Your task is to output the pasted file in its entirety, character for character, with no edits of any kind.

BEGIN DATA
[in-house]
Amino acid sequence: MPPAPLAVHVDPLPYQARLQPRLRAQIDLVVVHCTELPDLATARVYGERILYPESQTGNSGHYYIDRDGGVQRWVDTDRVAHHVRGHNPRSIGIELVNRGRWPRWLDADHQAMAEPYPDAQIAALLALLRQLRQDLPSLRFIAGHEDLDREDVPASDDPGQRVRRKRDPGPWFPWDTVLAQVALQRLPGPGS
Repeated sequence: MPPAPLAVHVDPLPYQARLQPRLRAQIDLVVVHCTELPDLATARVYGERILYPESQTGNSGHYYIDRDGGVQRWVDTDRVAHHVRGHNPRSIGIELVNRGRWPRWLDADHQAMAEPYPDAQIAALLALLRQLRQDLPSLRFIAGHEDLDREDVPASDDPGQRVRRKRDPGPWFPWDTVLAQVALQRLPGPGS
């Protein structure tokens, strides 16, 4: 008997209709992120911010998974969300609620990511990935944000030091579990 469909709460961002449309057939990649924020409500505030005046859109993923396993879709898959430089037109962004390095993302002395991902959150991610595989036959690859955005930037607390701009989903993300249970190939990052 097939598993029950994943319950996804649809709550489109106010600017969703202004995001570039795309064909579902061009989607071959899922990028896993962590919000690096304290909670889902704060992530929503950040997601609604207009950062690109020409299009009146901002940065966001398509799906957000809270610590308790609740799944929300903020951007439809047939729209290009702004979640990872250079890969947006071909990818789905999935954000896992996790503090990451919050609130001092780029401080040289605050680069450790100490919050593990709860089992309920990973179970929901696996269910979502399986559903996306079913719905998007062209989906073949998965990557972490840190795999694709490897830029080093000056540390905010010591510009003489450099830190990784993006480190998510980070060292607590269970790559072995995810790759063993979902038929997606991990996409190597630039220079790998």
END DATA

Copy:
[in-house]
Amino acid sequence: MPPAPLAVHVDPLPYQARLQPRLRAQIDLVVVHCTELPDLATARVYGERILYPESQTGNSGHYYIDRDGGVQRWVDTDRVAHHVRGHNPRSIGIELVNRGRWPRWLDADHQAMAEPYPDAQIAALLALLRQLRQDLPSLRFIAGHEDLDREDVPASDDPGQRVRRKRDPGPWFPWDTVLAQVALQRLPGPGS
Repeated sequence: MPPAPLAVHVDPLPYQARLQPRLRAQIDLVVVHCTELPDLATARVYGERILYPESQTGNSGHYYIDRDGGVQRWVDTDRVAHHVRGHNPRSIGIELVNRGRWPRWLDADHQAMAEPYPDAQIAALLALLRQLRQDLPSLRFIAGHEDLDREDVPASDDPGQRVRRKRDPGPWFPWDTVLAQVALQRLPGPGS
């Protein structure tokens, strides 16, 4: 008997209709992120911010998974969300609620990511990935944000030091579990 469909709460961002449309057939990649924020409500505030005046859109993923396993879709898959430089037109962004390095993302002395991902959150991610595989036959690859955005930037607390701009989903993300249970190939990052 097939598993029950994943319950996804649809709550489109106010600017969703202004995001570039795309064909579902061009989607071959899922990028896993962590919000690096304290909670889902704060992530929503950040997601609604207009950062690109020409299009009146901002940065966001398509799906957000809270610590308790609740799944929300903020951007439809047939729209290009702004979640990872250079890969947006071909990818789905999935954000896992996790503090990451919050609130001092780029401080040289605050680069450790100490919050593990709860089992309920990973179970929901696996269910979502399986559903996306079913719905998007062209989906073949998965990557972490840190795999694709490897830029080093000056540390905010010591510009003489450099830190990784993006480190998510980070060292607590269970790559072995995810790759063993979902038929997606991990996409190597630039220079790998």